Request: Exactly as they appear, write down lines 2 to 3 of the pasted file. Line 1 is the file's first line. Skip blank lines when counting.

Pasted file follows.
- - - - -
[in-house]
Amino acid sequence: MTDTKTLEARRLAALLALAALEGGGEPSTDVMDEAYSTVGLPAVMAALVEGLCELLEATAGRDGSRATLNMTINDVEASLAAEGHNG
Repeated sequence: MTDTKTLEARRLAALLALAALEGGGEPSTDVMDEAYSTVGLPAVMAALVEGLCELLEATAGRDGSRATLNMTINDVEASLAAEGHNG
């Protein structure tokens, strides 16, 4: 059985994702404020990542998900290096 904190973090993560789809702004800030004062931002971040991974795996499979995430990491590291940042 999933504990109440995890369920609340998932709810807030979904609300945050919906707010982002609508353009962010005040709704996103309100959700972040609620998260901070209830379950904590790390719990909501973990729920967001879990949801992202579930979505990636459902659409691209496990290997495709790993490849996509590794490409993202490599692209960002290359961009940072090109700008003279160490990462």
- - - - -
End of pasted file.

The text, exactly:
Amino acid sequence: MTDTKTLEARRLAALLALAALEGGGEPSTDVMDEAYSTVGLPAVMAALVEGLCELLEATAGRDGSRATLNMTINDVEASLAAEGHNG
Repeated sequence: MTDTKTLEARRLAALLALAALEGGGEPSTDVMDEAYSTVGLPAVMAALVEGLCELLEATAGRDGSRATLNMTINDVEASLAAEGHNG